jurafsky&martin_3rdEd_17 (1).pdf

Putting all this together the maximum spanning tree

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Putting all this together, the maximum spanning tree algorithm consists of greedy edge selection, re-scoring of edge costs and a recursive cleanup phase when needed. The full algorithm is shown in Fig. 14.13 .
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264 C HAPTER 14 D EPENDENCY P ARSING function M AX S PANNING T REE ( G=(V,E) , root , score ) returns spanning tree F [] T’ [] score’ [] for each v 2 V do bestInEdge argmax e =( u , v ) 2 E score[e] F F [ bestInEdge for each e=(u,v) 2 E do score’[e] score[e] - score[bestInEdge] if T=(V,F) is a spanning tree then return it else C a cycle in F G’ C ONTRACT ( G , C ) T’ M AX S PANNING T REE ( G’ , root , score’ ) T E XPAND ( T’ , C ) return T function C ONTRACT ( G , C ) returns contracted graph function E XPAND ( T , C ) returns expanded graph Figure 14.13 The Chu-Liu Edmonds algorithm for finding a maximum spanning tree in a weighted directed graph. Fig. 14.14 steps through the algorithm with our Book that flight example. The first row of the figure illustrates greedy edge selection with the edges chosen shown in blue (corresponding to the set F in the algorithm). This results in a cycle between that and flight . The scaled weights using the maximum value entering each node are shown in the graph to the right. Collapsing the cycle between that and flight to a single node (labelled tf ) and recursing with the newly scaled costs is shown in the second row. The greedy selec- tion step in this recursion yields a spanning tree that links root to book , as well as an edge that links book to the contracted node. Expanding the contracted node, we can see that this edge corresponds to the edge from book to flight in the original graph. This in turn tells us which edge to drop to eliminate the cycle On arbitrary directed graphs, this version of the CLE algorithm runs in O ( mn ) time, where m is the number of edges and n is the number of nodes. Since this par- ticular application of the algorithm begins by constructing a fully connected graph m = n 2 yielding a running time of O ( n 3 ) . Gabow et al. (1986) present a more effi- cient implementation with a running time of O ( m + nlogn ) . 14.5.2 Features and Training Given a sentence, S , and a candidate tree, T , edge-factored parsing models reduce the score for the tree to a sum of the scores of the edges that comprise the tree. score ( S , T ) = X e 2 T score ( S , e ) Each edge score can, in turn, be reduced to a weighted sum of features extracted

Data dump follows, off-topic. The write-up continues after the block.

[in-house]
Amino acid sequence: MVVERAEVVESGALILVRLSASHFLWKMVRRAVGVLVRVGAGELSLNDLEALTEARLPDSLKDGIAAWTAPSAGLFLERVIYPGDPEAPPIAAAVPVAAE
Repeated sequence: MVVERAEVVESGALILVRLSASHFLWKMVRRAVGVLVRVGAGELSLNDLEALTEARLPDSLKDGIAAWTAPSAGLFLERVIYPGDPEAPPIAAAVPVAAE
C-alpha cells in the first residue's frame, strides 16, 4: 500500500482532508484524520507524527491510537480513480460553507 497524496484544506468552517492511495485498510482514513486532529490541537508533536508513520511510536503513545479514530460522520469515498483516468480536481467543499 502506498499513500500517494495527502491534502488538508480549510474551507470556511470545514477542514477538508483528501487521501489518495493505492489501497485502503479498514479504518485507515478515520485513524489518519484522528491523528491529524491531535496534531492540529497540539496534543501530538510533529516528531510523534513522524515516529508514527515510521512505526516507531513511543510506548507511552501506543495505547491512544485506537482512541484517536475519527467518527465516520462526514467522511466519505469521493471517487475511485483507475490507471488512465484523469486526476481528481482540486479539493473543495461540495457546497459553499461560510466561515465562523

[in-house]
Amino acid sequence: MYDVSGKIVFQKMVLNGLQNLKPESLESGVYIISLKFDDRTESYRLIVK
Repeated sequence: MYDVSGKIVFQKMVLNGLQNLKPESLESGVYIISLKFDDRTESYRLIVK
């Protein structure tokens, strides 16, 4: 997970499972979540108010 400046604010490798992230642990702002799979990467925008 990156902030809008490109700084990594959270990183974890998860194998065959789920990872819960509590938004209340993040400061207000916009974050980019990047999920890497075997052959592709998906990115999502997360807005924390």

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14.5 G RAPH -B ASED D EPENDENCY P ARSING 265 root Book tf root Book that flight 0 -3 -4 -7 -1 -6 -2 root Book 12 that 7 flight 8 -4 -3 0 -2 -6 -1 -7 0 0 root Book 0 tf -1 0 -3 -4 -7 -1 -6 -2 root Book 12 that 7 flight 8 12 4 4 5 6 8 7 5 7 Deleted from cycle Figure 14.14 Chu-Liu-Edmonds graph-based example for Book that flight from it. score ( S , e ) = N X i = 1 w i f i ( S , e ) Or more succinctly. score ( S , e ) = w · f Given this formulation, we are faced with two problems in training our parser: identifying relevant features and finding the weights used to score those features.
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